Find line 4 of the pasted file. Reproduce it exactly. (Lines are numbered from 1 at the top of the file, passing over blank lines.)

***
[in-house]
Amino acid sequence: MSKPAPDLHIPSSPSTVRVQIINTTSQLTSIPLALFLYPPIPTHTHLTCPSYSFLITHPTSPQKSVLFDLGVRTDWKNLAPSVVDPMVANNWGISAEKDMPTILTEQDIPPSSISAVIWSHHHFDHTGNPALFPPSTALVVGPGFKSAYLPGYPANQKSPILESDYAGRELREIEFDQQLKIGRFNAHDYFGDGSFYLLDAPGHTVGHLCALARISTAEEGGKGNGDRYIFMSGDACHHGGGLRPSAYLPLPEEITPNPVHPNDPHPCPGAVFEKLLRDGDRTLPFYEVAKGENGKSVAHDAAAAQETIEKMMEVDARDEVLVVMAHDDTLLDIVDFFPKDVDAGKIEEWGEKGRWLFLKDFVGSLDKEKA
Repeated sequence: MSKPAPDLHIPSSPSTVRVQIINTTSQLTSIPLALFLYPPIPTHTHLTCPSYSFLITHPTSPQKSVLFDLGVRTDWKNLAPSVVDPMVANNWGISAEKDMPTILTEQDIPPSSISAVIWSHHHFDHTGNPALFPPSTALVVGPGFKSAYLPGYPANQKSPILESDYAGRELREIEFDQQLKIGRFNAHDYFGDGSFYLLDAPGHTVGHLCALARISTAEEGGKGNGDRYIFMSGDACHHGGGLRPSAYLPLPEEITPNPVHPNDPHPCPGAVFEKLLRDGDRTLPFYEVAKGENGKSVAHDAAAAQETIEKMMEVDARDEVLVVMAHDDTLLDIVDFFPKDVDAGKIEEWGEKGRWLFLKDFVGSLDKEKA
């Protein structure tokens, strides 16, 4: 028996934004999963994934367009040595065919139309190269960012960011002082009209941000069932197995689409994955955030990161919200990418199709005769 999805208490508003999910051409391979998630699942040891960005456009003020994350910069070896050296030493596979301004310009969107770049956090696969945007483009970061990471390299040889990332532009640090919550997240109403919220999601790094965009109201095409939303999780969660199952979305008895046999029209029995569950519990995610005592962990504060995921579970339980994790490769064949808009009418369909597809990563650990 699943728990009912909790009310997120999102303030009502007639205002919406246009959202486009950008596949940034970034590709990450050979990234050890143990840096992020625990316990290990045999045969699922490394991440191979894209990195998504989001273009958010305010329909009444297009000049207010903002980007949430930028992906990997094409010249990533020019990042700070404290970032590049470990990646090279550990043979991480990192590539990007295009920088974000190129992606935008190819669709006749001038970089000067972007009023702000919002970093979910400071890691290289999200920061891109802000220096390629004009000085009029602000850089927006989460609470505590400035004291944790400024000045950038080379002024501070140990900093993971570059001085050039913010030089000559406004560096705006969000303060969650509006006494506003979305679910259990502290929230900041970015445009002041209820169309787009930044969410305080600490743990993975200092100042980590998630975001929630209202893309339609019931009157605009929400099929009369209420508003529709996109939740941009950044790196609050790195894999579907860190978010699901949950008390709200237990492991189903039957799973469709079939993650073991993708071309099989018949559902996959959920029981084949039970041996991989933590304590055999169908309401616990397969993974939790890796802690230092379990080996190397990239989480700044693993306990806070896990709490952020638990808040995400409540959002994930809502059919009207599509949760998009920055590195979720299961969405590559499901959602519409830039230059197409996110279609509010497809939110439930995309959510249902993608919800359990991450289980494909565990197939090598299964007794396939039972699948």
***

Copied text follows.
């Protein structure tokens, strides 16, 4: 028996934004999963994934367009040595065919139309190269960012960011002082009209941000069932197995689409994955955030990161919200990418199709005769 999805208490508003999910051409391979998630699942040891960005456009003020994350910069070896050296030493596979301004310009969107770049956090696969945007483009970061990471390299040889990332532009640090919550997240109403919220999601790094965009109201095409939303999780969660199952979305008895046999029209029995569950519990995610005592962990504060995921579970339980994790490769064949808009009418369909597809990563650990 699943728990009912909790009310997120999102303030009502007639205002919406246009959202486009950008596949940034970034590709990450050979990234050890143990840096992020625990316990290990045999045969699922490394991440191979894209990195998504989001273009958010305010329909009444297009000049207010903002980007949430930028992906990997094409010249990533020019990042700070404290970032590049470990990646090279550990043979991480990192590539990007295009920088974000190129992606935008190819669709006749001038970089000067972007009023702000919002970093979910400071890691290289999200920061891109802000220096390629004009000085009029602000850089927006989460609470505590400035004291944790400024000045950038080379002024501070140990900093993971570059001085050039913010030089000559406004560096705006969000303060969650509006006494506003979305679910259990502290929230900041970015445009002041209820169309787009930044969410305080600490743990993975200092100042980590998630975001929630209202893309339609019931009157605009929400099929009369209420508003529709996109939740941009950044790196609050790195894999579907860190978010699901949950008390709200237990492991189903039957799973469709079939993650073991993708071309099989018949559902996959959920029981084949039970041996991989933590304590055999169908309401616990397969993974939790890796802690230092379990080996190397990239989480700044693993306990806070896990709490952020638990808040995400409540959002994930809502059919009207599509949760998009920055590195979720299961969405590559499901959602519409830039230059197409996110279609509010497809939110439930995309959510249902993608919800359990991450289980494909565990197939090598299964007794396939039972699948």